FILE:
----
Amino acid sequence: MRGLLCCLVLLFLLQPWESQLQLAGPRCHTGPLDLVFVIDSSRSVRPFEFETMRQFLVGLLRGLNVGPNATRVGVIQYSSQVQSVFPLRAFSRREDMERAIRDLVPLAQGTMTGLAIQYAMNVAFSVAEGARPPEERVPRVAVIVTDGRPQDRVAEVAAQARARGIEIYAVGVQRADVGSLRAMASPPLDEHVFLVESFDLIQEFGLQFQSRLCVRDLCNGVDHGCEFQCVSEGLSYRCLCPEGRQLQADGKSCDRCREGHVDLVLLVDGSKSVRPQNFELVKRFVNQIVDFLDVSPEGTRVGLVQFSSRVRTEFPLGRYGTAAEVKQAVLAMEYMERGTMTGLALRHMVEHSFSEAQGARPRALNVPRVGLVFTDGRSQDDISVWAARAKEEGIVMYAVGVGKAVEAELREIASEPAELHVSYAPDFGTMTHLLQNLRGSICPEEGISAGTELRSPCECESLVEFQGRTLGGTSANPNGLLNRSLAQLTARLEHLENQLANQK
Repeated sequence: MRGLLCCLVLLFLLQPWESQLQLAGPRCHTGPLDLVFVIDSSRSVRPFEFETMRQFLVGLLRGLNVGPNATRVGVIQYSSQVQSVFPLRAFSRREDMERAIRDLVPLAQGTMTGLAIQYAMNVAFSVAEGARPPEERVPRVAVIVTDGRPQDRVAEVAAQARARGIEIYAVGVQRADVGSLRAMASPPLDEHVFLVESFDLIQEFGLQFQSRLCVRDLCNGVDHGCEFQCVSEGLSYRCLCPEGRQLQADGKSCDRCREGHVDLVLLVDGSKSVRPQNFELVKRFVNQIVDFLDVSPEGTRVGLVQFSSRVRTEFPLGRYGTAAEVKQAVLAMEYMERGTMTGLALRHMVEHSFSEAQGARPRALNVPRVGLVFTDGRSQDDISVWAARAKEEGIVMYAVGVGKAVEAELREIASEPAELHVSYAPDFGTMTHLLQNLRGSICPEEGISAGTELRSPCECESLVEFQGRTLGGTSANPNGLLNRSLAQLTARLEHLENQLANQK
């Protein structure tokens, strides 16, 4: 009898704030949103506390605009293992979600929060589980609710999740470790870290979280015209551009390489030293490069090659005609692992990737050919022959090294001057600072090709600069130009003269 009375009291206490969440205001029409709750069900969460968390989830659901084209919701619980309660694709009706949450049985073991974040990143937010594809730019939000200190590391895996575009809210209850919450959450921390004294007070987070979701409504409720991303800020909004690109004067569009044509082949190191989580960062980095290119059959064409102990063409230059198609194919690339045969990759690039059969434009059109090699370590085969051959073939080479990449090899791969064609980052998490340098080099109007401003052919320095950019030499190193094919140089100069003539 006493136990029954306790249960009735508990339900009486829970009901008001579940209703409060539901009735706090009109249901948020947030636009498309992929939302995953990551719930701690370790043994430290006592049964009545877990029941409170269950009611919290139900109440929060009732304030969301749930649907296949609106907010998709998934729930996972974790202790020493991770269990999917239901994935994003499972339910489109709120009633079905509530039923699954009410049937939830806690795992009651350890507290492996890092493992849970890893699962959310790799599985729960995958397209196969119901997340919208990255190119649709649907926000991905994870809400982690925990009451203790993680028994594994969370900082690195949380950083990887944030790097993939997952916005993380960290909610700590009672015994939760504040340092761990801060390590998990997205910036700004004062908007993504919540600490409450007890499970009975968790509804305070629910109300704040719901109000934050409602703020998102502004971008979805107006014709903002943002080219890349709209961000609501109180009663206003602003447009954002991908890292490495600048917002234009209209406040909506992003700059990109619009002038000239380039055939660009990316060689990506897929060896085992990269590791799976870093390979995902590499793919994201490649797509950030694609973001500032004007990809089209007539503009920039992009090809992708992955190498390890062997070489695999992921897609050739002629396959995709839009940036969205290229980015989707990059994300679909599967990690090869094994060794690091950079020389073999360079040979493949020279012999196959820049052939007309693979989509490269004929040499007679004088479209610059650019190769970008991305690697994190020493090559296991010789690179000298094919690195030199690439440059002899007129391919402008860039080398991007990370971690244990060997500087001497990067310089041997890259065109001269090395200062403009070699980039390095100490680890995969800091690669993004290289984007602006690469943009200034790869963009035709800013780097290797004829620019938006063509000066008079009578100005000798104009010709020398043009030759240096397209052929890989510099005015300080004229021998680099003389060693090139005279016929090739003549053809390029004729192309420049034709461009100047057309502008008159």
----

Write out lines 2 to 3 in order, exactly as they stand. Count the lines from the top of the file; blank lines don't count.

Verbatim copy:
Repeated sequence: MRGLLCCLVLLFLLQPWESQLQLAGPRCHTGPLDLVFVIDSSRSVRPFEFETMRQFLVGLLRGLNVGPNATRVGVIQYSSQVQSVFPLRAFSRREDMERAIRDLVPLAQGTMTGLAIQYAMNVAFSVAEGARPPEERVPRVAVIVTDGRPQDRVAEVAAQARARGIEIYAVGVQRADVGSLRAMASPPLDEHVFLVESFDLIQEFGLQFQSRLCVRDLCNGVDHGCEFQCVSEGLSYRCLCPEGRQLQADGKSCDRCREGHVDLVLLVDGSKSVRPQNFELVKRFVNQIVDFLDVSPEGTRVGLVQFSSRVRTEFPLGRYGTAAEVKQAVLAMEYMERGTMTGLALRHMVEHSFSEAQGARPRALNVPRVGLVFTDGRSQDDISVWAARAKEEGIVMYAVGVGKAVEAELREIASEPAELHVSYAPDFGTMTHLLQNLRGSICPEEGISAGTELRSPCECESLVEFQGRTLGGTSANPNGLLNRSLAQLTARLEHLENQLANQK
């Protein structure tokens, strides 16, 4: 009898704030949103506390605009293992979600929060589980609710999740470790870290979280015209551009390489030293490069090659005609692992990737050919022959090294001057600072090709600069130009003269 009375009291206490969440205001029409709750069900969460968390989830659901084209919701619980309660694709009706949450049985073991974040990143937010594809730019939000200190590391895996575009809210209850919450959450921390004294007070987070979701409504409720991303800020909004690109004067569009044509082949190191989580960062980095290119059959064409102990063409230059198609194919690339045969990759690039059969434009059109090699370590085969051959073939080479990449090899791969064609980052998490340098080099109007401003052919320095950019030499190193094919140089100069003539 006493136990029954306790249960009735508990339900009486829970009901008001579940209703409060539901009735706090009109249901948020947030636009498309992929939302995953990551719930701690370790043994430290006592049964009545877990029941409170269950009611919290139900109440929060009732304030969301749930649907296949609106907010998709998934729930996972974790202790020493991770269990999917239901994935994003499972339910489109709120009633079905509530039923699954009410049937939830806690795992009651350890507290492996890092493992849970890893699962959310790799599985729960995958397209196969119901997340919208990255190119649709649907926000991905994870809400982690925990009451203790993680028994594994969370900082690195949380950083990887944030790097993939997952916005993380960290909610700590009672015994939760504040340092761990801060390590998990997205910036700004004062908007993504919540600490409450007890499970009975968790509804305070629910109300704040719901109000934050409602703020998102502004971008979805107006014709903002943002080219890349709209961000609501109180009663206003602003447009954002991908890292490495600048917002234009209209406040909506992003700059990109619009002038000239380039055939660009990316060689990506897929060896085992990269590791799976870093390979995902590499793919994201490649797509950030694609973001500032004007990809089209007539503009920039992009090809992708992955190498390890062997070489695999992921897609050739002629396959995709839009940036969205290229980015989707990059994300679909599967990690090869094994060794690091950079020389073999360079040979493949020279012999196959820049052939007309693979989509490269004929040499007679004088479209610059650019190769970008991305690697994190020493090559296991010789690179000298094919690195030199690439440059002899007129391919402008860039080398991007990370971690244990060997500087001497990067310089041997890259065109001269090395200062403009070699980039390095100490680890995969800091690669993004290289984007602006690469943009200034790869963009035709800013780097290797004829620019938006063509000066008079009578100005000798104009010709020398043009030759240096397209052929890989510099005015300080004229021998680099003389060693090139005279016929090739003549053809390029004729192309420049034709461009100047057309502008008159």